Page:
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'Wading' for Political Will—Fowler Hosts 25th Event
St. Leonard, MD - 6/11/2012
By Marty Madden
Can big government save the Patuxent River? That seems to be the lingering question after former state senator and longtime steward of the Southern Maryland waterways, Bernie Fowler, hosted his 25th annual Patuxent River Wade-in at Jefferson Patterson Park.
The event, which took place Sunday, June 10, is a largely symbolic ritual where family, friends and elected officials hold hands and walk into the river. Wearing old white sneakers, Fowler leads the chain of humanity to the point where he can no longer see the shoes. There was good news regarding the “Sneaker Index,” which measures the waterline on Fowler’s overalls. This year’s index was 35 inches, better than last year’s 31.25 inches and slightly better than 2010’s mark of 34.5 inches.
“We’ve been taking baby steps,” Fowler told a documentary filmmaker prior to the wade-in. “We could be taking giant steps.” Fowler said the river’s revitalization was crucial because of its potential yield of seafood and for public safety and health concerns. The latter concerns have been prompted by reports and confirmations of Vibrio wound infections sustained by swimmers.
The retired politician said the Environmental Protection Agency’s (EPA) strategy for cleaning up the Chesapeake Bay Watershed “has flaws in it.” Fowler indicated agency officials are basing their plan on the assumption that public wastewater treatment plants' discharge is less likely to increase nutrient levels. He said the plants cause far more pollution than the private septic systems that are so prominent in rural Maryland.
Several political leaders were in attendance and addressed the gathering prior to the wade in. The group included Maryland Governor Martin O’Malley [D], U.S. House Minority Whip Steny Hoyer [D-MD District 5], Maryland Senate President Thomas V. Mike Miller Jr. [D-District 27], State Senator Roy Dyson [D-District 29], Delegate John Bohanan [D-District 29B] and several commissioners from the three Southern Maryland counties.
It was Calvert County Commissioners’ President Gerald W. “Jerry” Clark [R] who got the attention, and perhaps the ire, of some of the other political leaders, when he pleaded with the state and federal government to get on board the Patuxent River cleanup bandwagon.
“If we can’t fix this river with the firepower under this tent here today, when can it be fixed?” Clark asked. “Help us clean up this river. I’m begging you.”
When it was his turn to speak, O’Malley reminded Clark that members of his [Clark’s] party opposed measures, such as a proposed increase in the Flush Tax and the controversial Septic Bill. “We’d like some of you [Republicans] to join us,” said the governor, who blamed the river’s degradation on climate change.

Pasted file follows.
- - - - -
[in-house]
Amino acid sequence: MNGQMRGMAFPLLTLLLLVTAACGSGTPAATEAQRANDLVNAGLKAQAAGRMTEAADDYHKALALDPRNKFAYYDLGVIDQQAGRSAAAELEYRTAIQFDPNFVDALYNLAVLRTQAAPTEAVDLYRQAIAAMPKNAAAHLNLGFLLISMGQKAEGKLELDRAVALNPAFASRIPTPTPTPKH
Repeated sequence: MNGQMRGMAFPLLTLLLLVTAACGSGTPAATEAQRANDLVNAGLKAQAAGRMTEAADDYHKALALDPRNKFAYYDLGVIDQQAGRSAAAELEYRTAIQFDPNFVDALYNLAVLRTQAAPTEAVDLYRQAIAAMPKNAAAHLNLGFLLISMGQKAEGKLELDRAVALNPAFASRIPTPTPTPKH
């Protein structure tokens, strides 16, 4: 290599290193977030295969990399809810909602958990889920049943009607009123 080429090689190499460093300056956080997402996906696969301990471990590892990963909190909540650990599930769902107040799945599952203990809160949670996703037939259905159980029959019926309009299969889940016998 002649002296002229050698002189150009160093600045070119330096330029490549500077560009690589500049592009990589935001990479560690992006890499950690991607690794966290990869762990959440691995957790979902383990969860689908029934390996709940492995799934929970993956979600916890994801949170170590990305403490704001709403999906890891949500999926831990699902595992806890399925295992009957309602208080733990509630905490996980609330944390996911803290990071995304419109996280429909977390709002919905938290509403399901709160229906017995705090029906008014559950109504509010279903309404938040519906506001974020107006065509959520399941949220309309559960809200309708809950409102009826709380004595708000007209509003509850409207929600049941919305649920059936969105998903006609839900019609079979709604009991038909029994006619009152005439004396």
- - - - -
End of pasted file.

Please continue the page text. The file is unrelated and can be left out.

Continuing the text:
“We used all our firepower last year,” said Miller, who noted several initiatives designed to clean up the watershed were passed during the 2012 session of the Maryland General Assembly. Among the measures was an expansion of oyster aquaculture.
“We need to be in this together,” said Hoyer. “The grade on the Patuxent is down, not up.”
Indeed, the latest University of Maryland Chesapeake Bay report card gave the Patuxent an F for its current condition. The river’s previous grade was a D.
“Am I discouraged? No. Disappointed? Yes,” said Fowler. “We deserve better than that. The Patuxent deserves better.”
Fowler asked O’Malley to implement a strategy that would make the Patuxent River “a benchmark” for cleaning up the bay’s tributaries. Essentially, the state would dedicate all or most of its resources to making the Patuxent clean before implementing cleanups in other rivers. After emerging from the river following the wade-in, O’Malley indicated he did not concur with Fowler’s strategy. The governor affirmed what he had said earlier, that the bay cleanup was “a matter of spreading the consensus and connecting the dots.” While the Patuxent River prototype strategy could save the Western Shore river, O’Malley said “what if the Corsica [River] dies? What if the Choptank dies?”
Politics and pollution aside, Fowler, the iconic octogenarian, truly appeared to be enjoying the day. “It reminds me of Christmas,” he exclaimed. In fact, several individuals presented gifts to Fowler—two different renderings of his trademark sneakers, and an American flag that had flown over the U.S. Capitol, which Hoyer gave him.
But clearly the greatest gift was the presence of many of Fowler’s family, including his wife Betty, who missed last year’s wade-in because she was convalescing. After a thunderous ovation under a large tent, the throng gathered at the river, held hands and held onto hope.
“It’s not just one person, it’s all of us,” Fowler.
Contact Marty Madden at firstname.lastname@example.org
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